Communicative leadership : (Re)Contextualizing a Swedish concept in theory and within organizational settings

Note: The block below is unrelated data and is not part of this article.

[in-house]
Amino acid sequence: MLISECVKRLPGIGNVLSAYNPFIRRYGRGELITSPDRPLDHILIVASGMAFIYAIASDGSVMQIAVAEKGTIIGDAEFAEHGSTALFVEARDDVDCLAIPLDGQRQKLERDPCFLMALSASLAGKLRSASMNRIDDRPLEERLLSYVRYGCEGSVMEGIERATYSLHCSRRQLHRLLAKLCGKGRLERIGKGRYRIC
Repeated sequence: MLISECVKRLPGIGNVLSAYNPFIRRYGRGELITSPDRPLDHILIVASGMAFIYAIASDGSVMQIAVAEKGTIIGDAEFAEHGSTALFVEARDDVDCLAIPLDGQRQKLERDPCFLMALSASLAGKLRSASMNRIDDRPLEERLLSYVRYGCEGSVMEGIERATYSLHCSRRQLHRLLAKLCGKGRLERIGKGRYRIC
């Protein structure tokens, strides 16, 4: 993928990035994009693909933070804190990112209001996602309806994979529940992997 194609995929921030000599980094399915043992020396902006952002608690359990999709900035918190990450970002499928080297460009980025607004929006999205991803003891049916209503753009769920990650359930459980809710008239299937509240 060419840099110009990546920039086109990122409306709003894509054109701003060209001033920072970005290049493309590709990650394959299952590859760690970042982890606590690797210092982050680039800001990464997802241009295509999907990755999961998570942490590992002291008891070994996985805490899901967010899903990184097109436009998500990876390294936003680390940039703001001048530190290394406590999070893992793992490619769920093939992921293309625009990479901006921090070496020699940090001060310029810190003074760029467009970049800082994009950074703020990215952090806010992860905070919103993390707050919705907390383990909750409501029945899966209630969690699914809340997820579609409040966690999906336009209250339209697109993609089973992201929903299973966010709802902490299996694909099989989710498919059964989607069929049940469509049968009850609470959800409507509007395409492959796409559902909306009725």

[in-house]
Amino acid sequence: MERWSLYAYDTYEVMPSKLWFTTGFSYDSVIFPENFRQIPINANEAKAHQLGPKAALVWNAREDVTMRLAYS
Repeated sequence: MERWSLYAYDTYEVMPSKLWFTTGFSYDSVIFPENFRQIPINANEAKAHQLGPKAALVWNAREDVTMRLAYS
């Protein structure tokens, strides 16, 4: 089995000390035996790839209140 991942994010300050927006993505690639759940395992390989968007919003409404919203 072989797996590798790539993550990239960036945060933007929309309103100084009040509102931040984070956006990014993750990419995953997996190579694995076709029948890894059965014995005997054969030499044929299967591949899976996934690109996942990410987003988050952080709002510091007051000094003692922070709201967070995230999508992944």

Abstract: The purpose of this thesis is to theorize about the concept of communicative leadership as well as explore the construction of the concept in three Swedish national and multinational organizations. ‘Communicative leadership’ is a concept often used in Swedish organizations and, in practice, refers to leaders’ communication competence related to others, and specifically toward her or his employees. It generally assumes that communicative leaders are better communicators than other leaders. Organizations using the concept accordingly evaluate and develop leaders’ communication competence. The thesis consists of five studies; one grounded in qualitative and quantitative literature on leadership and leadership communication and the other four using interviews with leaders and employees as datasets. The first article extends our understanding of communicative leadership with four communication behaviors to be applied toward developing leaders and defining communicative leadership with focus on leaders’ communicative behavior towards others. The results from the other four articles further contribute to our understanding of communicative leadership and they were obtained applying a constructionist and discursive framework in order to analyze the connections of contexts to the discourses of communicative leadership and highlight the socially constructed nature of communicative leadership. The results emphasize that different contexts found locally have consequences for the relation between leaders and employees, constitutively affecting local discourses and context. In addition to defining and conceptualizing the notion, this thesis thus also clarifies the roles of leaders and employees in leadership practices, highlights how micro- and macro-contexts interplay and what elements interact with them, mutually influencing consequences for perceptions and constructions of leadership locally. Furthermore, the empirical studies demonstrate that communicative leadership discourses do not just reveal contexts and how they are constituted and perceived; leaders’ and employees’ discourses can also reveal which changes organizational members desire to implement.
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